Roughly as valuable as a half-price poster or mug, Unfinished Business is a glorified tour souvenir. 2002's The Best of Both Worlds, R. Kelly and Jay-Z's first collaborative record, was poor enough. The numbers tell you all you need to know: though that release had no trouble hitting gold status, Kelly's Happy People/U Saved Me outstripped its two and a half years of sales three times over in a matter of two months. So why did these two giants release a sequel to an obvious career lowlight? Unfinished Business' existence, in fact, is suspect in many ways. The press materials made a point to refer to these 11 songs as "previously unreleased," as opposed to "new," suggesting that they are leftovers from the same sessions that yielded The Best of Both Worlds. Further support for this speculation: the two records share much of the same personnel and recording locations, and the later release has even fewer bright spots than the initial one. More damning, perhaps, is that the release of Unfinished Business coincided with a tour that should've happened in 2002, had it not been for R. Kelly's belly splash into hot water, via an indictment on sex crimes. Two years after the indictment, Kelly's problems hadn't cooled down, but neither had his popularity. Touring with Jay-Z, the MC who carefully kept his distance from the situation, obviously became a possibility again at some point -- possibly after the supposed-to-be-retired Jigga witnessed the overwhelming support Kelly received from the fans. Touring in support of a record that's two years old -- and long forgotten -- is a silly proposition, so Jive and Roc-a-Fella (the two artists' labels) likely figured that they ought to capitalize on the development and patch this release together. Greed wins, fans lose. Can you really fault anyone for being paid millions to sleepwalk? Of course not, but you'd be less at fault for ignoring this slight release. Once you put it on, it's instantly evident that it's inconsequential in relation to everything else the artists have released before. Opener "The Return" wastes no time in deteriorating into a drone of background music, and the lack of positive features keeps flowing until the end of the final track.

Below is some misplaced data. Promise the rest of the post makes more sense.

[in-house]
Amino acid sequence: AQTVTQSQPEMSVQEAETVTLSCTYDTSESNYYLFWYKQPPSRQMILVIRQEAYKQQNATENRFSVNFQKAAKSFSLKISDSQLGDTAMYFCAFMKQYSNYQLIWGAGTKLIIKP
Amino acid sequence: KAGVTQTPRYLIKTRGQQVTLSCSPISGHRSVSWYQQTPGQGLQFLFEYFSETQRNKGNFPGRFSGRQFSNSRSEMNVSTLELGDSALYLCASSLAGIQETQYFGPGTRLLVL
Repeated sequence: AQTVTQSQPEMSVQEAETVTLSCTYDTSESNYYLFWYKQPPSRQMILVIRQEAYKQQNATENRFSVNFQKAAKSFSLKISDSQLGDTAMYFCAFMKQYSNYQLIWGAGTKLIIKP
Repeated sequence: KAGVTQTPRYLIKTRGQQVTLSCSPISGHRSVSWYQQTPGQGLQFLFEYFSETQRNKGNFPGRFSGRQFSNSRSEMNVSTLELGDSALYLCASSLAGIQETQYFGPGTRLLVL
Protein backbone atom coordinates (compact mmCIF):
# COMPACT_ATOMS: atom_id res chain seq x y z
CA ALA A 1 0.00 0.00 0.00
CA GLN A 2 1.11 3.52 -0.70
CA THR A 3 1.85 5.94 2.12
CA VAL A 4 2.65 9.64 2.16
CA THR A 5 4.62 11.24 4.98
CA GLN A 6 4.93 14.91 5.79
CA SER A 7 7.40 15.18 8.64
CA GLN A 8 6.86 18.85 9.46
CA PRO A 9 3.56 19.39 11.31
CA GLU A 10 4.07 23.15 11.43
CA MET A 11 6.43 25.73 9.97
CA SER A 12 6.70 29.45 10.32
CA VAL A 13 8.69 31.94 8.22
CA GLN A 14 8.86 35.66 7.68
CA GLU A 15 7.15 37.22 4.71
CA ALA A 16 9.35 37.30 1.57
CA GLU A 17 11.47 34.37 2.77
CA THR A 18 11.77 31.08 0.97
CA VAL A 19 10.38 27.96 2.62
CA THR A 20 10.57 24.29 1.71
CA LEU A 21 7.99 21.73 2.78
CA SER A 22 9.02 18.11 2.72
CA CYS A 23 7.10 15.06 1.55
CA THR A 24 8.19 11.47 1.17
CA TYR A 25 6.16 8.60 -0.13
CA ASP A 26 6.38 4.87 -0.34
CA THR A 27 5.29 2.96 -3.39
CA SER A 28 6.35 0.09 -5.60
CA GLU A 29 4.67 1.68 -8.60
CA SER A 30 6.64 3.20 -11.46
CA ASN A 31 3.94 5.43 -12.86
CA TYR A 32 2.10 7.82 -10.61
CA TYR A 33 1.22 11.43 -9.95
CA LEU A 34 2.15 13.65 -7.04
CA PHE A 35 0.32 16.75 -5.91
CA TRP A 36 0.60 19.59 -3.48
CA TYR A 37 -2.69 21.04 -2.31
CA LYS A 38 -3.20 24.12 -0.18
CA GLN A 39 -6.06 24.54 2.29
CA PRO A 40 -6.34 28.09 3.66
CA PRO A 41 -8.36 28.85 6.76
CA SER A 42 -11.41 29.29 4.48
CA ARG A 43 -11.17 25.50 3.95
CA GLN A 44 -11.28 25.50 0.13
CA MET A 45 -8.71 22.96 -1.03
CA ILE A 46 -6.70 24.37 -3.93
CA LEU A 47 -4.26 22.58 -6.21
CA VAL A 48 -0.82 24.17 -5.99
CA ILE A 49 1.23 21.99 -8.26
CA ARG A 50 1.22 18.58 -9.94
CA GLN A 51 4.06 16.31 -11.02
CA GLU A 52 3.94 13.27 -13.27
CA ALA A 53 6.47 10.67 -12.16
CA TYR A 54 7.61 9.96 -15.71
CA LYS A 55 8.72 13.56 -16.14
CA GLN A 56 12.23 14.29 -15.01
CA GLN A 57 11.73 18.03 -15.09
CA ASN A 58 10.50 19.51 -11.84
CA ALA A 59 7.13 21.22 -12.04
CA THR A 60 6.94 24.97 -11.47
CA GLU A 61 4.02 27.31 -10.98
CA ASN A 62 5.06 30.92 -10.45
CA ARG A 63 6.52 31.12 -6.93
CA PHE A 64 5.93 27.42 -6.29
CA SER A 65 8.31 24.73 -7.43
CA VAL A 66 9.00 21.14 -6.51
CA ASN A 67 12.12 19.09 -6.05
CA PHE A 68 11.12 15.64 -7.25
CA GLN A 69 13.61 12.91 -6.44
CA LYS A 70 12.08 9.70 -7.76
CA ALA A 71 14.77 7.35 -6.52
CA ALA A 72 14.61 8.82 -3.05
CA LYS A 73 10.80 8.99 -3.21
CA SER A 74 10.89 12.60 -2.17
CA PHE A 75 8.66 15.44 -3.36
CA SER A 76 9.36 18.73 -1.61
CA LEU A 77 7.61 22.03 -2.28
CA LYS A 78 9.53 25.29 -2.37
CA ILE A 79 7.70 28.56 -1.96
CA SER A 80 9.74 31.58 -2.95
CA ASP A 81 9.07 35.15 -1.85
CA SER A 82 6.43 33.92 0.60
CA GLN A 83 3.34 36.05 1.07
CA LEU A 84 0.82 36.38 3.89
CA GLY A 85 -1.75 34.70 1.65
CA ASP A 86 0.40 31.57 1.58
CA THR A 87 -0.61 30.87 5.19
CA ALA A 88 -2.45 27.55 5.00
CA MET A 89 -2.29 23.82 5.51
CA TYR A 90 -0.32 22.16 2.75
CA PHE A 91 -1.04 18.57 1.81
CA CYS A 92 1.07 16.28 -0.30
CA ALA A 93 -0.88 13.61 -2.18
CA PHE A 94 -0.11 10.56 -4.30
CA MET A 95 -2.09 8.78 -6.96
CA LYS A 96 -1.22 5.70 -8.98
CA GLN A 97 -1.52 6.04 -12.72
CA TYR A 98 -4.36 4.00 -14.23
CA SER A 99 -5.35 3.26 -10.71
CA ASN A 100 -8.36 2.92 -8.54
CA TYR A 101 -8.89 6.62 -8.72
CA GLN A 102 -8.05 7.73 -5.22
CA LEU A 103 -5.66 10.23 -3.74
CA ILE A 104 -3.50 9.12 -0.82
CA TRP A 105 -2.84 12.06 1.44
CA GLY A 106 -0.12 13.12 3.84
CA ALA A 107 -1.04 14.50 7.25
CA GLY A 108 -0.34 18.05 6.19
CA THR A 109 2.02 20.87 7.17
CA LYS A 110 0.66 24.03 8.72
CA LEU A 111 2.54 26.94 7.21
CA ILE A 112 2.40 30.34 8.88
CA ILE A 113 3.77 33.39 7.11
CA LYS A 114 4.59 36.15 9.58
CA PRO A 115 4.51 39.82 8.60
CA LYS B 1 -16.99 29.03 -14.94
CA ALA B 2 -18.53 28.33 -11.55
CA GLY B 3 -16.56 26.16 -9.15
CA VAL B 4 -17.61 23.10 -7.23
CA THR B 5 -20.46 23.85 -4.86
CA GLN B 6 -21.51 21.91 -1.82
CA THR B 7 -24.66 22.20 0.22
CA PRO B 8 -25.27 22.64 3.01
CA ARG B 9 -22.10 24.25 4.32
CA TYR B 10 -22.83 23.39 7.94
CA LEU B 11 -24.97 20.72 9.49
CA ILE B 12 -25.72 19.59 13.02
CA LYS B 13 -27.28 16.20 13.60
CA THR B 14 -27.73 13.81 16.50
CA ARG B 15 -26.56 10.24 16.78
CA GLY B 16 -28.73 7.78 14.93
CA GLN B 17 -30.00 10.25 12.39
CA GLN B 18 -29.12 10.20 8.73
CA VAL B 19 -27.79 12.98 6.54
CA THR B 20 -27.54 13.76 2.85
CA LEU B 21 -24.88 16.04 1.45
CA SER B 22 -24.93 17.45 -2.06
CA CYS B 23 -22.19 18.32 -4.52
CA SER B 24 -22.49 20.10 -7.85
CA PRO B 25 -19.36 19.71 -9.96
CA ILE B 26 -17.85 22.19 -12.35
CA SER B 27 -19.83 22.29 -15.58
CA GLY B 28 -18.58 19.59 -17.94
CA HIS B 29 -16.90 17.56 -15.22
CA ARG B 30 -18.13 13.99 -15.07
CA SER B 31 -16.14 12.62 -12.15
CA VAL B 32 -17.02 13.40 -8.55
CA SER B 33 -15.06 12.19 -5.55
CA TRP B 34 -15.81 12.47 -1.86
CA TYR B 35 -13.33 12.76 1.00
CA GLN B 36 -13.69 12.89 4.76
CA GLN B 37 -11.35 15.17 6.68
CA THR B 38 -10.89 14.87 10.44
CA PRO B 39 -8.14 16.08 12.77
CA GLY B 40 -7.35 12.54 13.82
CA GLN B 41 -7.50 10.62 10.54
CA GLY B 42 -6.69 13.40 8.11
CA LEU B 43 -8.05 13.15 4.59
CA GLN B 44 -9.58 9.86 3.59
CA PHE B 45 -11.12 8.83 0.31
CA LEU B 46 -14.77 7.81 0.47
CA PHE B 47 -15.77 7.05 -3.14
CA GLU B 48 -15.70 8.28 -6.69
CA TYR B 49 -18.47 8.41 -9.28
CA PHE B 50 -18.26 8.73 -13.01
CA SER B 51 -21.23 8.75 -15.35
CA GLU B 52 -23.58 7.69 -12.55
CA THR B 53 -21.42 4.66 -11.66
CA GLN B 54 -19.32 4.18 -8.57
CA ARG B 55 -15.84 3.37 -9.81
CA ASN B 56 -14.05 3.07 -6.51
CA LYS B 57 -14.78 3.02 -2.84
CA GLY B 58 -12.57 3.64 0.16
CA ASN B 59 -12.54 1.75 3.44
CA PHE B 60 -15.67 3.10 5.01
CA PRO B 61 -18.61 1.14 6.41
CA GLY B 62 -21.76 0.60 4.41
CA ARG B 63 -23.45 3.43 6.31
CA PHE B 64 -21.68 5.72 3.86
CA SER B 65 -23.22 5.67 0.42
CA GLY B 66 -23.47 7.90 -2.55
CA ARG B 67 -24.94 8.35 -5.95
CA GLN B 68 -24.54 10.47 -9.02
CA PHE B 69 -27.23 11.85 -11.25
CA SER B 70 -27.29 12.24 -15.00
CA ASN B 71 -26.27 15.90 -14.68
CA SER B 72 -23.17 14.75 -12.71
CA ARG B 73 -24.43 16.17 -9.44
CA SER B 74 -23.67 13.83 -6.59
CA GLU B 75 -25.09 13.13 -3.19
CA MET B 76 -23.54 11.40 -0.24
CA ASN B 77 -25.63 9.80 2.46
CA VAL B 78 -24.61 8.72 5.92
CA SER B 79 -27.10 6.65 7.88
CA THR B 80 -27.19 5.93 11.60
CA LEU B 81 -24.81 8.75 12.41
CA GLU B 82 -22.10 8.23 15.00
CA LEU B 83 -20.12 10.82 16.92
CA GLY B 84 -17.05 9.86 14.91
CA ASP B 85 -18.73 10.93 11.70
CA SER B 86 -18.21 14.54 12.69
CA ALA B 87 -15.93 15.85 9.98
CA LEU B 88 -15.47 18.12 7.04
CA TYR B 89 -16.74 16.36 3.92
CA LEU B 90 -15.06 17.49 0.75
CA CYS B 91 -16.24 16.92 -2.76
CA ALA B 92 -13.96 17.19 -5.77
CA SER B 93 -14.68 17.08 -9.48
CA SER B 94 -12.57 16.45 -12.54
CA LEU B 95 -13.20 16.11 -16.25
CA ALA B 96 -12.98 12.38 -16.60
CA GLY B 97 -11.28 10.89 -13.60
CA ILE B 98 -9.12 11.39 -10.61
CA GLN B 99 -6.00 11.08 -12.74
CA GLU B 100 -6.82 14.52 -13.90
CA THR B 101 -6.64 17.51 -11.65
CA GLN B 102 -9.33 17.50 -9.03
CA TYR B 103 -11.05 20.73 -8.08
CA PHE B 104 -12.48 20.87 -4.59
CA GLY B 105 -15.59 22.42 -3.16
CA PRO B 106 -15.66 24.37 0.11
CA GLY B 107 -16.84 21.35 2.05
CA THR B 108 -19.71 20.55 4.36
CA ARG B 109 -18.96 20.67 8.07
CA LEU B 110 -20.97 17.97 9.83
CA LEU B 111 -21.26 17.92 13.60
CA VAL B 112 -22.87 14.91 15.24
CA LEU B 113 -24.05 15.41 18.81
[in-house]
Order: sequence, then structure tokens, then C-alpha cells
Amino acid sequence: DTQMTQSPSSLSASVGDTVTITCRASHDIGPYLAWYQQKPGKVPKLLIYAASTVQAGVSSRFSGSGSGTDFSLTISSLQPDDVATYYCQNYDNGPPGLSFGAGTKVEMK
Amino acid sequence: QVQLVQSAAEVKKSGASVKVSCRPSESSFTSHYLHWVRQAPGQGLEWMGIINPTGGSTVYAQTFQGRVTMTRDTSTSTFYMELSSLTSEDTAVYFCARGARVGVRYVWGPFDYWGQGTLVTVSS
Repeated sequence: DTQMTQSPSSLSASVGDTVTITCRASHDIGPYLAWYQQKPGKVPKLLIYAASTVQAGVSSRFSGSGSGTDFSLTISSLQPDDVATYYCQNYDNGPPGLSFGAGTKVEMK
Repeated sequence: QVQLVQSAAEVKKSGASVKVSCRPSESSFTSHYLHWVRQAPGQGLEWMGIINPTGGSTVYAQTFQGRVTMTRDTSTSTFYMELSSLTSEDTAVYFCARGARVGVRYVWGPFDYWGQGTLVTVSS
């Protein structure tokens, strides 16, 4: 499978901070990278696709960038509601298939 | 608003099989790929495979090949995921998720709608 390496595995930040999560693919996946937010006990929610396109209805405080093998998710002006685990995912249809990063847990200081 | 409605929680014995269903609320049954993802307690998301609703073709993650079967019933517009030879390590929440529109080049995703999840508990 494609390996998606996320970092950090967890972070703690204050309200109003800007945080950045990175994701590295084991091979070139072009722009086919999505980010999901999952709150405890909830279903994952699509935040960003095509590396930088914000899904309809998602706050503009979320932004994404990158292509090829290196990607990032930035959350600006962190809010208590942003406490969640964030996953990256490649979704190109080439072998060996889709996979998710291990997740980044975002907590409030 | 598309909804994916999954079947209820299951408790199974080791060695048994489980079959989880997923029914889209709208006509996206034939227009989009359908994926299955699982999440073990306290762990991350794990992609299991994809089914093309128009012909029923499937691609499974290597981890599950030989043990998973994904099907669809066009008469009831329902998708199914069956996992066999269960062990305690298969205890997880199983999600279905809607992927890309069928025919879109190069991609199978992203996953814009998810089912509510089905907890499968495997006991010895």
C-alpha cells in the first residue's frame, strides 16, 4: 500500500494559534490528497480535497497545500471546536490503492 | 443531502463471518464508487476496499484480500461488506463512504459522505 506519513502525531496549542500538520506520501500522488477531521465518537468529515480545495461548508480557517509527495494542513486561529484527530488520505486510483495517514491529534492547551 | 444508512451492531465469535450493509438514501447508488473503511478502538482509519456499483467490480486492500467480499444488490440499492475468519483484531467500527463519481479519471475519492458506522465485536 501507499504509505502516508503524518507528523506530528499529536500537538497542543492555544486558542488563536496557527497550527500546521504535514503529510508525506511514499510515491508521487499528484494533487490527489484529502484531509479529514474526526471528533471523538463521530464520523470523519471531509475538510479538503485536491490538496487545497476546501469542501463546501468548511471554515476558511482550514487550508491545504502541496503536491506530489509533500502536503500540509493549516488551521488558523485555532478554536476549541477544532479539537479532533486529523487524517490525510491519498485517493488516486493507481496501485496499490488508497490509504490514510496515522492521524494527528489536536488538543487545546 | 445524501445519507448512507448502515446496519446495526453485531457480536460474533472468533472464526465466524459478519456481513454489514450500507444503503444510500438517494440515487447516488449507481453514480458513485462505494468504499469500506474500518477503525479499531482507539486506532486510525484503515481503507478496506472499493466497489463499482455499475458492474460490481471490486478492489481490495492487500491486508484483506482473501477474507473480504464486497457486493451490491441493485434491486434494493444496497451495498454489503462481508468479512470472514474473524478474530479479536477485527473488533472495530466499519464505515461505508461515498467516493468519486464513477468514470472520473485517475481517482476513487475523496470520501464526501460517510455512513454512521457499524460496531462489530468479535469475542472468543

AllMusic Review by Andy Kellman